Mr. Pickens, What About Plug-In Hybrids?

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By Elisa Wood

July 17, 2008

T. Boone Pickens deserves kudos for his attention-grabbing television campaign aimed at helping America kick the oil habit. The billionaire energy fund manager can stop the most dedicated channel surfer mid-click when he proclaims that our spending on foreign oil could soon become the largest transfer of wealth in human history.

Pickens’ plan has two parts The first calls for more use of wind power. No surprise there. Few forward-thinking energy plans do not put wind generation front and center.

But we’re stumped by the second part of his plan, which is that we use the wind power to replace natural gas-fired power plants and then use the left over natural gas for cars. On the surface the equation seems to make sense: it cuts back on our use of gasoline. But scratch a little, and Pickens’ idea doesn’t seem to add up.

Consider what has happened to the power generation industry this decade. We have seen a proliferation of new natural gas-fired plants because gas is a relatively clean fuel, and the plants can be built quickly and easily. As the nation moves toward regulating carbon dioxide emissions, public policy (intentionally or not) encourages even more of their construction. This is because gas-fired plants do not emit as much carbon dioxide as the coal-fired plants that provide about half of our electric power.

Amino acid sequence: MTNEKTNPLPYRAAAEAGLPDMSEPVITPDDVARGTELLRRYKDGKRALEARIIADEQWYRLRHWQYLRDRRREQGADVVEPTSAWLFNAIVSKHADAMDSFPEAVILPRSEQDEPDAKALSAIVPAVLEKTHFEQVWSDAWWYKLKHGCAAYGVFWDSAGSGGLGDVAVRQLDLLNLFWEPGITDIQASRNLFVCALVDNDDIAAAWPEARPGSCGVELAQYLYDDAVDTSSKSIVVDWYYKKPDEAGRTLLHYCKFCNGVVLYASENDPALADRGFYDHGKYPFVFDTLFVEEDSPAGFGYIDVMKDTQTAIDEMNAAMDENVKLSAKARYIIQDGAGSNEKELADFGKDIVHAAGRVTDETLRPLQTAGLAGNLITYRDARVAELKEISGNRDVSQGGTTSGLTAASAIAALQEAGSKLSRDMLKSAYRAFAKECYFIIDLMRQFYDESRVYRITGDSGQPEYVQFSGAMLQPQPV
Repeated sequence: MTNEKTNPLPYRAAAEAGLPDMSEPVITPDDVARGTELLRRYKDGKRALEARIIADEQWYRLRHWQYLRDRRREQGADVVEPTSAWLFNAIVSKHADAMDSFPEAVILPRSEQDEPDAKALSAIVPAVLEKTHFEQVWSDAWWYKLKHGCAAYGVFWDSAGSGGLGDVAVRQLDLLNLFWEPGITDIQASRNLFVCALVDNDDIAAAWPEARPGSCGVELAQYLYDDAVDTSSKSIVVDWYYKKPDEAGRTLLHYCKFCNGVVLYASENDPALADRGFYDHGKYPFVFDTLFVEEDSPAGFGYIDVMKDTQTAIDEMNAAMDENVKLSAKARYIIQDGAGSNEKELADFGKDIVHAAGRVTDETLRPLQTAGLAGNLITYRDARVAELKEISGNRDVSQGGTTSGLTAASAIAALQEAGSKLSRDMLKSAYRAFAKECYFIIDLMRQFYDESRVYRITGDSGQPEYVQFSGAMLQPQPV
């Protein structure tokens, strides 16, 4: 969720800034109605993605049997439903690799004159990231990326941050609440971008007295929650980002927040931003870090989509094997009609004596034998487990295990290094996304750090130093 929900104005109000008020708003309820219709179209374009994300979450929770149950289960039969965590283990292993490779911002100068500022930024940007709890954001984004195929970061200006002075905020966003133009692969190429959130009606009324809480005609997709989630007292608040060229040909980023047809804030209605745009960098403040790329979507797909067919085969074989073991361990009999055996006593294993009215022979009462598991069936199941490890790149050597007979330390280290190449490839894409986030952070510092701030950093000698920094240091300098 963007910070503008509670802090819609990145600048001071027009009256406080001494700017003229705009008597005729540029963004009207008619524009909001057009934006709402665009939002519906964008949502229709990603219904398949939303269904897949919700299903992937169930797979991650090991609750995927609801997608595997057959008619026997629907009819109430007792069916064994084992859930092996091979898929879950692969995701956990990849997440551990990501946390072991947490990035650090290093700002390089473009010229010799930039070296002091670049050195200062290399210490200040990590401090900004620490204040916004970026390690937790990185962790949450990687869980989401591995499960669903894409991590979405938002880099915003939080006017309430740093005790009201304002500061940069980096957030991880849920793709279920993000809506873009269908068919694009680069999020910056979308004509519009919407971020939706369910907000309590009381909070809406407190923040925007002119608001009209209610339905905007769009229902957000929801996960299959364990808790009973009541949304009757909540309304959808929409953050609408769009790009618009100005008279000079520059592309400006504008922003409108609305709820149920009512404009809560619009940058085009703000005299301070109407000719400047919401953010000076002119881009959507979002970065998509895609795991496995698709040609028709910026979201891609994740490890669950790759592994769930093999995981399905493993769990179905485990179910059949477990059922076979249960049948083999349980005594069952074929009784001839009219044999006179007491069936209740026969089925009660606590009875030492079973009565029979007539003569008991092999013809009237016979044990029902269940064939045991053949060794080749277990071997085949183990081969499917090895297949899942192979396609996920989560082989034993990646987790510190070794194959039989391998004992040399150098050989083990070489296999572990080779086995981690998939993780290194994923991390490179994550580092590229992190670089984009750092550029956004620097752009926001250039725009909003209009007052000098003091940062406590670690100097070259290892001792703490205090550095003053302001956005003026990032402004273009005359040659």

Unfortunately, as we’ve built more gas-fired plants, demand for natural gas has increased and its costs have skyrocketed. Gas prices are largely blamed for the tripling of electricity rates over the last eight years in places like New England.

The Pickens plan wants to replace one expensive fuel with another to power our cars.

Given this reality, wouldn’t the Pickens plan make more sense if it pushed plug-in hybrid electric cars? Plug-in cars appear to be a natural companion to wind power. Presumably car owners would plug their vehicles in at night to recharge. Evening is typically a windy time, so turbines would whir, pushing power into the grid to feed the cars. We won’t run out of wind as we could natural gas, and it is essentially a free fuel. On top of that, plug-ins are nearing commercial operation and do not require massive building of fueling stations, as natural gas-fired vehicles do.

Obviously, our electric grid will never be powered only by wind. But it seems we could avoid much of the massive transfer of wealth Mr. Pickens warns about by trying to push the wind/plug-in car relationship. So, Mr. Pickens, what about the plug-in hybrid?

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About Elisa Wood

Elisa Wood is the chief editor of She has been writing about energy for more than three decades for top industry publications. Her work also has been picked up by CNN, the New York Times, Reuters, the Wall Street Journal Online and the Washington Post.